Post Hoc Tests
You will recall, that in ANOVA the null and alternative hypotheses
When the null hypothesis is rejected you conclude that
the means are not all the same. But we are left with the
question of which means are different?
T-Tests can't be used
We can't answer this question in the obvious way (using T-Tests
on the various pairs of groups) because we would get too "rosy"
a picture of the significance (for reasons I don't go into).
Post Hoc tests help give us an answer to the question
of which means are different. The Post Hoc tests gaurantee
we don't get too "rosy" a picture (actually, they provide
a picture that is too "glum"!).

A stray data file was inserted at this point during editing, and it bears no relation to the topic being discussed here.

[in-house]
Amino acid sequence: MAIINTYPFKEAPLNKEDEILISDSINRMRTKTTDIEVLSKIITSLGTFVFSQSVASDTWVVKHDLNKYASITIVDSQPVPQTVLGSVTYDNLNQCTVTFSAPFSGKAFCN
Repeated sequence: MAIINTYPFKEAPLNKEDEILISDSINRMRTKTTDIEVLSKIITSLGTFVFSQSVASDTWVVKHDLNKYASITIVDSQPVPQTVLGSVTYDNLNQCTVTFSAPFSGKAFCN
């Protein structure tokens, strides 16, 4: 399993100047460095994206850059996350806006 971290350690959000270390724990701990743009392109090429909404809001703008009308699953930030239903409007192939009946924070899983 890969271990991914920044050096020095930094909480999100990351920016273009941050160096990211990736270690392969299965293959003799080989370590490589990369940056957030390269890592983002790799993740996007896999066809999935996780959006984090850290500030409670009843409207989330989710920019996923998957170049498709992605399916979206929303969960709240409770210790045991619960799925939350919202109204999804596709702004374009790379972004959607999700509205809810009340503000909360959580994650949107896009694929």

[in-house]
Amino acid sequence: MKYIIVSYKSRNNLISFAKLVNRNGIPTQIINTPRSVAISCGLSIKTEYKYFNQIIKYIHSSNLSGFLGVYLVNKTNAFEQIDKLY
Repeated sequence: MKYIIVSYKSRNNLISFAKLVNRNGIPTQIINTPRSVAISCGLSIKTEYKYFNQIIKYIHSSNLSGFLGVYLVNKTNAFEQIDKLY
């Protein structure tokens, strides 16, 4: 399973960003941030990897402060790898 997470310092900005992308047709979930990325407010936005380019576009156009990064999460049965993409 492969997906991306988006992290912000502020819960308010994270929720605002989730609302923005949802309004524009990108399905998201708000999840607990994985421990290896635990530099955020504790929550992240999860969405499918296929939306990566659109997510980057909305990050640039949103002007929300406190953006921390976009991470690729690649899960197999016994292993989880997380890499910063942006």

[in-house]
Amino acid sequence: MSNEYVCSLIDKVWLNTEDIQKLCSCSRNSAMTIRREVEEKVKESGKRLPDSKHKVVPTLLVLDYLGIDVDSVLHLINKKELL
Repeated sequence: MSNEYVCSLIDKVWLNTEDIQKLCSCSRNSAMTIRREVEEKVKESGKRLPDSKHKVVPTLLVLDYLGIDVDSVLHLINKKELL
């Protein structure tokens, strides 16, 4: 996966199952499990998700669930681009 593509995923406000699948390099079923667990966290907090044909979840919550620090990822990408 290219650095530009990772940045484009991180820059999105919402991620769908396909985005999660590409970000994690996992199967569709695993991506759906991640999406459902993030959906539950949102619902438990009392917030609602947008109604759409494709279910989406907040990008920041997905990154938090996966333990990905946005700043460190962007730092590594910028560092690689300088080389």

Post Hoc tests
Post Hoc tests are done "after the fact": i.e., after the
ANOVA is done and has shown us that there are indeed differences
amongst the means. Specifically, Post Hoc tests are done when:
A Post Hoc test enables you to go back through the data and
compare the individual treatments two at a time, and to do
this in a way which provides the appropriate alpha level.
- you reject Ho, and
- there are 3 or more treatments (groups).
Two Post Hoc tests are commonly used (although ViSta doesn't
offer any Post Hoc tests):
- Tukey's HSD Test (thats HSD for Honestly Significant
Difference). This test can be used only when the groups
are all the same size. It determines a single value that
is the minimum difference between a pair of groups that
is needed for the difference to be significant at a specific
- Scheffe's Test is very conservative. It involves
computing an F-Ratio that has a numerator that is a mean-square
that is based on only the two groups being compared (the
denominator is the regular error variance term).